• Scientists have created a drug using eggs of a pig parasite to treat chronic debilitating conditions like rheumatoid arthritis and Crohn’s disease.
  • Researchers from the Stanford University have collaborated to synthesize and study grid-like array of short pieces of a disease-associated protein on silicon chips to identify patients with a particularly severe form of autoimmune disease lupus.
  • According to a study blood type of a person can determine his/ chances of getting a disease.
  • Scientists say that the children born to older men are at a greater risk of genetic disorders.
  • According to a study thiabendazole a common antifungal drug decreases tumor growth and also a potential medicine in cancer therapy.
  • In a new study scientists said that a three year old can easily find whether you are whining or upset.
  • In a recent research scientists did some laboratory tests which showed that within five hours of application of extracts from a plant known as virgin’s mantle (medicinal tea) growth of cancer cells was arrested and they died within 24 hours.
  • According to some scientists chemicals in lipsticks, toothpastes and face washes might cause heart and muscle problems.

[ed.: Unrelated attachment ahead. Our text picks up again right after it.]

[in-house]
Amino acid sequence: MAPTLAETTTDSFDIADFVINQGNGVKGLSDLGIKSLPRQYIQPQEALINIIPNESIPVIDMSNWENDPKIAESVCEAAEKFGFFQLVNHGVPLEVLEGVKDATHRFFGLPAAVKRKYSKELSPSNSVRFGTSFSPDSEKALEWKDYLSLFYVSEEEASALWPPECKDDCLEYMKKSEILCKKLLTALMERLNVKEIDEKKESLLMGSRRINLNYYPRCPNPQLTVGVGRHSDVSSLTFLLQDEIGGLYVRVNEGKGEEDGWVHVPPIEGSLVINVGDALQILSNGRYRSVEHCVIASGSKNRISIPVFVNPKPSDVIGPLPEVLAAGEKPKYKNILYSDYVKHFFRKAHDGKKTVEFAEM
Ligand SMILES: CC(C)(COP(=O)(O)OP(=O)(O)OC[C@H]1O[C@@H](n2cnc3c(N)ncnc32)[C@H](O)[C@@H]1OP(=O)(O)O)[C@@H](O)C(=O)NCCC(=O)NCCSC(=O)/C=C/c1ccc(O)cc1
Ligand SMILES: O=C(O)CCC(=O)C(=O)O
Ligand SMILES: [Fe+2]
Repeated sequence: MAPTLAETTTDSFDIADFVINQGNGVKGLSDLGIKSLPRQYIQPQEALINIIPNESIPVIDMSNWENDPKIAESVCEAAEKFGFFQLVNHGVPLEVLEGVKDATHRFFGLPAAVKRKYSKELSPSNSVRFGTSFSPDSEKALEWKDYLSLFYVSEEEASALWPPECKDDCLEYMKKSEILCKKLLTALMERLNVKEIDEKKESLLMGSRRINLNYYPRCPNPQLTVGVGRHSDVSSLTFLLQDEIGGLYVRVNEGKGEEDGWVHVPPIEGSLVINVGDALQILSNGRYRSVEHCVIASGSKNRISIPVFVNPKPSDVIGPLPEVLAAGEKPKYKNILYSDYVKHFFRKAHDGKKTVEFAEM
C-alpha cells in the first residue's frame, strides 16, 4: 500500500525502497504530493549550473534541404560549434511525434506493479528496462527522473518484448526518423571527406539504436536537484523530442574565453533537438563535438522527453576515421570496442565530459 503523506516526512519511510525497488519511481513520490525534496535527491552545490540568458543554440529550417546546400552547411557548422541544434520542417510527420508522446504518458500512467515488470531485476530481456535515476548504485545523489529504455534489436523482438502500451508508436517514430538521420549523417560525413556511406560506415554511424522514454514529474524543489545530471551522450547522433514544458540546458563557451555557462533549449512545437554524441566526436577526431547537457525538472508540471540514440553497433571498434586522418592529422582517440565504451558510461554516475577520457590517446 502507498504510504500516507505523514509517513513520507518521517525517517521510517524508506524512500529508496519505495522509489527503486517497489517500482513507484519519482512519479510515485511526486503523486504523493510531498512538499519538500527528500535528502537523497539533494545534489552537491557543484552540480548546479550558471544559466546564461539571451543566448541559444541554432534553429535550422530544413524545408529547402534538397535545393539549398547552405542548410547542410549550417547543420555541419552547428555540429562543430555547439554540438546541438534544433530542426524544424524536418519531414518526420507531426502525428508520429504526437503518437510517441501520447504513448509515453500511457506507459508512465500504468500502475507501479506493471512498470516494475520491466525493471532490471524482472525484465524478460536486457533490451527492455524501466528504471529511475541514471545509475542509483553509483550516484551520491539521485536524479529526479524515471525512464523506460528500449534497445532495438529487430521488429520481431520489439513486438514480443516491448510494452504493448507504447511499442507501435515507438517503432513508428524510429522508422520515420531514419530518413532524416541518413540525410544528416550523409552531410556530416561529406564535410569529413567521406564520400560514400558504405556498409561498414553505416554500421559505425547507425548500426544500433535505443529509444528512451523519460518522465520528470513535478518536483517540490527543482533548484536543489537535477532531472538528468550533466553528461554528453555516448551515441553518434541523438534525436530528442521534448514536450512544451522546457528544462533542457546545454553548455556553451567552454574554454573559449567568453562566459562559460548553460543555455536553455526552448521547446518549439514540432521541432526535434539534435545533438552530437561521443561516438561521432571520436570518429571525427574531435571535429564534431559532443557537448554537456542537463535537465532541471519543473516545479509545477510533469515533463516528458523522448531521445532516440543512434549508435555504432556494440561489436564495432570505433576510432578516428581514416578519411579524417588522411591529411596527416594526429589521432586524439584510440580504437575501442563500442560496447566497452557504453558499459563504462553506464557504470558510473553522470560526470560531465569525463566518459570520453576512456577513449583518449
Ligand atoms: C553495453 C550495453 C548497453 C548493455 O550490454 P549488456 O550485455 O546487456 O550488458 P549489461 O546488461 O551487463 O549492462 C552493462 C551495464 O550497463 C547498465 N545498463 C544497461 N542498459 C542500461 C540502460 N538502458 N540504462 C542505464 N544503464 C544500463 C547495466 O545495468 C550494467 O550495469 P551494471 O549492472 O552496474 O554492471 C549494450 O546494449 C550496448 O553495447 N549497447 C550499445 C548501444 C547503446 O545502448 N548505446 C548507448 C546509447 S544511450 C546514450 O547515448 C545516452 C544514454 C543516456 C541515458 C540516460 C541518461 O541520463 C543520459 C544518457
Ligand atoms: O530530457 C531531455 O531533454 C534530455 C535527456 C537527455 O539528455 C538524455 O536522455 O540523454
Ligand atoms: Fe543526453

• Researchers at University of Pennsylvania are using nanofibers to develop biomaterials.
  • Scientists have learned to harness power from bacteria eating virus.
  • According to a research aging heart cells can be rejuvenated by modified stem cell therapy.
  • According to a team of Israeli scientists smoking can prevent progress of degenerative disease (- Parkinson’s).
  • A national study done in Australia is attempting new ways for the treatment of melanoma. It will map all common gene mutations.
  • Researchers in Melbourne find key to rare diseases which cause birth defects like DiGeorge syndrome.
  • According to the scientists ovarian cancer patients should improve their lifestyle to improve their survival rates and quality of life.
  • Researchers have found that stones in gall bladder in teens are due their overweight problem.
  • In a study done by the Centers for Disease Control and Protection (CDC), the villagers of Amazon have antibodies to rabies which suggests that disease may not be 100% fatal.

Diseases & Disasters:

  •  Cholera epidemic spreads through coastal slums of West Africa. Contagious disease has killed hundreds of people.
  • Refinery explosion in Venezuela on Saturday killed 24 people and injured many.